The number of Yersinia and Shigella infections in Europe decreased in 2020, according to recently published data.
A total of 28 countries in Europe and the European Economic Area reported 5,744 confirmed cases of Yersinia (EEA), compared to 7,054 in 2019.
Yersinia reporting is voluntary in Belgium, France, Greece, Italy and Luxembourg, there is no surveillance system in the Netherlands.
As in previous years, Germany has the most patients, followed by France. These two countries account for half of all confirmed cases. Denmark has the highest case rate per 100,000 people, followed by Finland.
Of the 1,293 cases with information, 29% were hospitalized. Two men over the age of 85 died. The highest notification rates were detected among children aged 0 to 4 years.
A total of 98% of the 5,193 cases for which species information was available were Yersinia enterocolitica. Seven countries recorded 94 cases of Yersinia pseudotuberculosis.
In 2020, 16 outbreaks of Yersinia were reported to the European Food Safety Authority (EFSA). They involved 246 cases in six countries. The number of cases is slightly higher than in 2019. An outbreak in Denmark involved 200 people exposed to Yersinia enterocolitica after eating contaminated pasta at a picnic.
Overall trends in reported cases The European Centre for Disease Prevention said the number of Yersiniasis remained stable from 2016 to 2019, but declined significantly in 2020, which is likely to be a Impact of the COVID-19 pandemic, UK data no longer included and controlled after the UK leaves the EU (ECDC).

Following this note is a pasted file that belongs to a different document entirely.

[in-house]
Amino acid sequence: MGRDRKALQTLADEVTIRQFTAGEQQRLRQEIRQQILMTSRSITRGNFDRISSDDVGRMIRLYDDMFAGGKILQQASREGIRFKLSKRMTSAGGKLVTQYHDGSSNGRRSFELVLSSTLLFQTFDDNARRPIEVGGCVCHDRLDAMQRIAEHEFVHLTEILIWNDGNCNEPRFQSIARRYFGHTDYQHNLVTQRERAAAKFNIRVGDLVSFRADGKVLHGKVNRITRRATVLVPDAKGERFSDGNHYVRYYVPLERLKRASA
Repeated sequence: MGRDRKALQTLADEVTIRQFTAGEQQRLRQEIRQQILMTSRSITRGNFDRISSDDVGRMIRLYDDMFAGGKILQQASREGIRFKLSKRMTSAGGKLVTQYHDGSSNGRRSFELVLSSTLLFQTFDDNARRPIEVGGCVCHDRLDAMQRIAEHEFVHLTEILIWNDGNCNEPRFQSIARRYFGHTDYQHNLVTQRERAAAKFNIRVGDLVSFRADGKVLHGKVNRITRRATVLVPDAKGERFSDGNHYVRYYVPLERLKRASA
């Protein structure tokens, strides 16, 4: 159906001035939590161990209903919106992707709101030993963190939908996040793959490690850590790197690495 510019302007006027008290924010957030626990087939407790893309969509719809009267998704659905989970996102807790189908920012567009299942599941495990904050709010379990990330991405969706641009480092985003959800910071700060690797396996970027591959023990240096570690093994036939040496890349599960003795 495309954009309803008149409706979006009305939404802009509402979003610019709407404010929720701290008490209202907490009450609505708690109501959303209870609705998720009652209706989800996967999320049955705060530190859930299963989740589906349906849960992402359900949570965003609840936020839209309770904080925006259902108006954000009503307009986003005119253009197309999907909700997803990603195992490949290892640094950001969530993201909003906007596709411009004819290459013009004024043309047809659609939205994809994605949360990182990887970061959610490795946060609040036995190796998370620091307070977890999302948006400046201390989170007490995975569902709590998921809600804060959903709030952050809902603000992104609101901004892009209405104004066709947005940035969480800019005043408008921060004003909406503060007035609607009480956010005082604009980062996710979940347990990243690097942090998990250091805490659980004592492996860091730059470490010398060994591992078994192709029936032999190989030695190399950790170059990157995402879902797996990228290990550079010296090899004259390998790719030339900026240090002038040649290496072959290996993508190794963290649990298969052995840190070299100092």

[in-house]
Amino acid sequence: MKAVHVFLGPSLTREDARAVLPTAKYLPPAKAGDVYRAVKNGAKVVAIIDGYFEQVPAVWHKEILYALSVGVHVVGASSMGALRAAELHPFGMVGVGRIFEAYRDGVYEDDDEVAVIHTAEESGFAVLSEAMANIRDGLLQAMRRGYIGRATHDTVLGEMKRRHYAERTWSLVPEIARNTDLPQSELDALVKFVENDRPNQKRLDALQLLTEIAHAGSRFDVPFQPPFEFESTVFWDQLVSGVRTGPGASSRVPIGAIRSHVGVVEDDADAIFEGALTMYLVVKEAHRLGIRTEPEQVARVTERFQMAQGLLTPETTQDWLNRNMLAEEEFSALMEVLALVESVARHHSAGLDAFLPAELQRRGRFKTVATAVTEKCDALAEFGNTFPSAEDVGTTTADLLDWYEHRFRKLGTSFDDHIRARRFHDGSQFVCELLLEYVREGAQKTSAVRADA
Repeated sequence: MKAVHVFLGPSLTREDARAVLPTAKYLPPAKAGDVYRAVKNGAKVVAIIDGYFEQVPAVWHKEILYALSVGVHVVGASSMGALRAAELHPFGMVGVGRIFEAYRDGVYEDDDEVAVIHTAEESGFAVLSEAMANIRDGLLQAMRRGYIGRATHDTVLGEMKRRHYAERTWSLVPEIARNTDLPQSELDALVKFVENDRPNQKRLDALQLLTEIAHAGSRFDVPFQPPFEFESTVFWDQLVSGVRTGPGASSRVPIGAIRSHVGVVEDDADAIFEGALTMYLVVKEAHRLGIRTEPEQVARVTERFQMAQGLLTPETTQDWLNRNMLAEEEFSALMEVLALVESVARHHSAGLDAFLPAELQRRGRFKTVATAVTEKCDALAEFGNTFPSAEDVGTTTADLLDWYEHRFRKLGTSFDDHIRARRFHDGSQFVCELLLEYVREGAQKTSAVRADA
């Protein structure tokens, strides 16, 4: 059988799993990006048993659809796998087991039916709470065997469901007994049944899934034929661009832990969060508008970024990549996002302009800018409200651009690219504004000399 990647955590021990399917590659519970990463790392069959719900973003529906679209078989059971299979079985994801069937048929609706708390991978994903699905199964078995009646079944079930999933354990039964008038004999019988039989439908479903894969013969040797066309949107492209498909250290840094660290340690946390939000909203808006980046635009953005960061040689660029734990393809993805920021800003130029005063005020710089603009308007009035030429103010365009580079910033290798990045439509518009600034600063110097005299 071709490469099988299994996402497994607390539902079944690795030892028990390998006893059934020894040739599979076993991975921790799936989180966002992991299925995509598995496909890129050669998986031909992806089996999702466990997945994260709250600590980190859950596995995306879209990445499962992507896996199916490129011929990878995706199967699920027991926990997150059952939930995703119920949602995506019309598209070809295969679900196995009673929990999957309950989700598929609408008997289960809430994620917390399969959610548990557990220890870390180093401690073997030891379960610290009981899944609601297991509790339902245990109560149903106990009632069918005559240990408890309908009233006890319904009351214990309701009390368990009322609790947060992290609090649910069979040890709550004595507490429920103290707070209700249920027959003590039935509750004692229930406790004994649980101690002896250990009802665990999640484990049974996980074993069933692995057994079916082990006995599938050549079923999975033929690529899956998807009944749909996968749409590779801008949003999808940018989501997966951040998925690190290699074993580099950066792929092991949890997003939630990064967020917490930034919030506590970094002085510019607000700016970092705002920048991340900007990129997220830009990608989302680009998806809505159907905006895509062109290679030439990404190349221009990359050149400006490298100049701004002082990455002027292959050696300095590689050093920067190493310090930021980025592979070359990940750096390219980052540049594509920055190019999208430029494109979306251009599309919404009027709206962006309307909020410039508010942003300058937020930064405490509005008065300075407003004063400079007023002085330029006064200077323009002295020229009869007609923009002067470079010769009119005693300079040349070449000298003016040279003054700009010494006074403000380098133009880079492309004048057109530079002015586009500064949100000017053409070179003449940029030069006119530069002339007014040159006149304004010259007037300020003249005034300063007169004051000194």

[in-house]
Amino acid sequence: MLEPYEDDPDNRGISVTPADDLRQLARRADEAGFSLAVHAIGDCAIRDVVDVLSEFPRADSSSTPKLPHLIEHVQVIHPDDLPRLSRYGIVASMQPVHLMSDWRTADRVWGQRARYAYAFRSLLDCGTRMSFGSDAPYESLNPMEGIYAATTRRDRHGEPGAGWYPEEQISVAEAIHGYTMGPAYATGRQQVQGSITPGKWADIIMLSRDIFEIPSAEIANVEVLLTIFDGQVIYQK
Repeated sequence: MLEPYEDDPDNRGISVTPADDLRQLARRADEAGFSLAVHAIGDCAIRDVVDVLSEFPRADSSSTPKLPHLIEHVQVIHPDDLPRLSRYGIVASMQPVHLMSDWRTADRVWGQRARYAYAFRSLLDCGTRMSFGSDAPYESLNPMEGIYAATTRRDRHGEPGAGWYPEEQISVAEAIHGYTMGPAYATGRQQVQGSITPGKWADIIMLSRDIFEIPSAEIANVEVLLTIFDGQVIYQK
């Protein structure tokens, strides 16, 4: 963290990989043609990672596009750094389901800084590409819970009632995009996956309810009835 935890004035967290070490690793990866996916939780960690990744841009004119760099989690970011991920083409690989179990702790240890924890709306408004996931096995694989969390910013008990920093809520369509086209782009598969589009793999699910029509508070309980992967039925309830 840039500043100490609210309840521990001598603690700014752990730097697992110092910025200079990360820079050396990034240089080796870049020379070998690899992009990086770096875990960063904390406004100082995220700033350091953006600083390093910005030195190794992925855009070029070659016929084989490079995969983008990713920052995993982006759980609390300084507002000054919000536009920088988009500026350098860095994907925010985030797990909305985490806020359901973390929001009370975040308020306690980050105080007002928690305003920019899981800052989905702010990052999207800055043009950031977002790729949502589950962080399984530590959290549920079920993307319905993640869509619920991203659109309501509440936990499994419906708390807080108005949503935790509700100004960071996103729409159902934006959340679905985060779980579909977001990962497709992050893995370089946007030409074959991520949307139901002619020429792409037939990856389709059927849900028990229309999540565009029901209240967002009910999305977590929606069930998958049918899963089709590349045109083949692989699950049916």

Overall, 29 countries reported 1,806 confirmed cases Herbella cases, compared with 8,448 in 2019.
This large drop may be due to the pandemic and UK figures are not included, the ECDC said.
“There may be a real reduction in transmission due to reduced travel due to travel restrictions, reduced social interaction and increased hygiene measures. There is a potential risk of underdiagnosis with reduced diagnostic capacity.”
Shigellosis was swallowed with material contaminated with human faeces. Infection can also come from contaminated food and water. Very small amounts of stool can cause disease.
France and Italy have voluntary reporting and Belgium uses another monitoring system.
France, the Netherlands and Germany make up half of the confirmed cases. France alone accounted for nearly a third. Luxembourg reported the highest notification rate, followed by France and Slovakia.
There are 1,028 travel statuses available, 290 of which are related to overseas travel. Egypt, Indonesia, India and Madagascar were most frequently mentioned as possible infected countries.
Of the confirmed cases, only 236 have information on the suspected mode of transmission. The most commonly reported infection was through food, followed by sexual transmission and other person-to-person contact.
The main species found is Shigella Matsunei. Children under the age of 5 have the highest notification rates.
Denmark, France, the Netherlands and Slovakia reported five foodborne disease outbreaks.
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